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Sport and Entertainment Stadiums : Design Considerations for Disabled Toilet Facilities

Sport and Entertainment Stadiums : Design Considerations for Disabled Toilet Facilities

A Stadium's obligations to provide disabled and accessible toilet facilities to its users is a legal requirement.  These obligations are explained and detailed in the Level Playing Field's "a good practice guide to the design of facilities to meet the needs of disabled spectators and other users."

To help promote the correct provision of accessible toilet facilities Commercial Washrooms has summarised a number of key points to consider when designing toilet and washroom facilities in arenas and stadiums.

  • It is recommended that suitable toilets should be dispersed around the stadium and located as close to areas for disabled spectators and staff as possible, and should be clearly identified with appropriate signage.
  • Sanitary accommodation should be provided in the form of self-contained cubicles with direct access from circulation areas.  In common toilet areas, at least one cubicle for ambulant disabled should be provided within each single-sex washroom in addition to any unisex facility. 
  • Some disabled spectators may need to use the toilet more frequently than others. This makes it desirable that accessible toilets are not made generally available to non-disabled spectators.
  • Commercial Washrooms recommends the use of a RADAR key.  The Royal Association for Disability and Rehabilitation (RADAR) operates a National Key Scheme, which offers a potential solution to this issue but this may restrict access to facilities for disabled spectators without keys.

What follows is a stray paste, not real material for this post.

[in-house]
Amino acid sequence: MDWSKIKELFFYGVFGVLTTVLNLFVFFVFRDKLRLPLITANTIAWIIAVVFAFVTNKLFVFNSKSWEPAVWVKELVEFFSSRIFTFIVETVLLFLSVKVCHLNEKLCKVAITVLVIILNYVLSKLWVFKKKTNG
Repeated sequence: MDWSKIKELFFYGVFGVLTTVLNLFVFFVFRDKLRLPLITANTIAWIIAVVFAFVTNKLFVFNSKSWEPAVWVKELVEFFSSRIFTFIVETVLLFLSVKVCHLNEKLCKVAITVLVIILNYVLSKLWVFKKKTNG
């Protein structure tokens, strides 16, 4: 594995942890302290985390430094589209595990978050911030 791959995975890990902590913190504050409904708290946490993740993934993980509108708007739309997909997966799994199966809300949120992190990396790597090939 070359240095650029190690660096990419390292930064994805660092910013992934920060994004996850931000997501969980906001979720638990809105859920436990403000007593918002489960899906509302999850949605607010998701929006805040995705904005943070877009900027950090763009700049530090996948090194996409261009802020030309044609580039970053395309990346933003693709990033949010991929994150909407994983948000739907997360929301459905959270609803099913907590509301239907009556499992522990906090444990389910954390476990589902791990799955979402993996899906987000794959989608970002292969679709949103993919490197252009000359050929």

• Guidance on how to achieve the necessary wheelchair manoeuvres to transfer onto the WC, to have facilities for hand washing and drying within reach from the WC, and to have space to allow a helper to assist in the transfer from WC to a wheelchair is provided in BS 8300 para 12.4.  
  • BS 8300 (para 12.4.12) states that colour schemes should incorporate contrasting colours and tones for fixtures and fittings. For example, a black toilet seat is preferable to white where the bowl is also white.
  • At least one WC compartment designed for ambulant disabled people should be provided within each single-sex toilet area. The compartment should be fitted with support rails and be of sufficient space to accommodate people who use crutches or otherwise have impaired leg movements.

The above information is supplied with good faith and to the best of our knowledge, we recommend checking with a qualified building surveyor to ensure full compliance.

Reference: Level Playing Field

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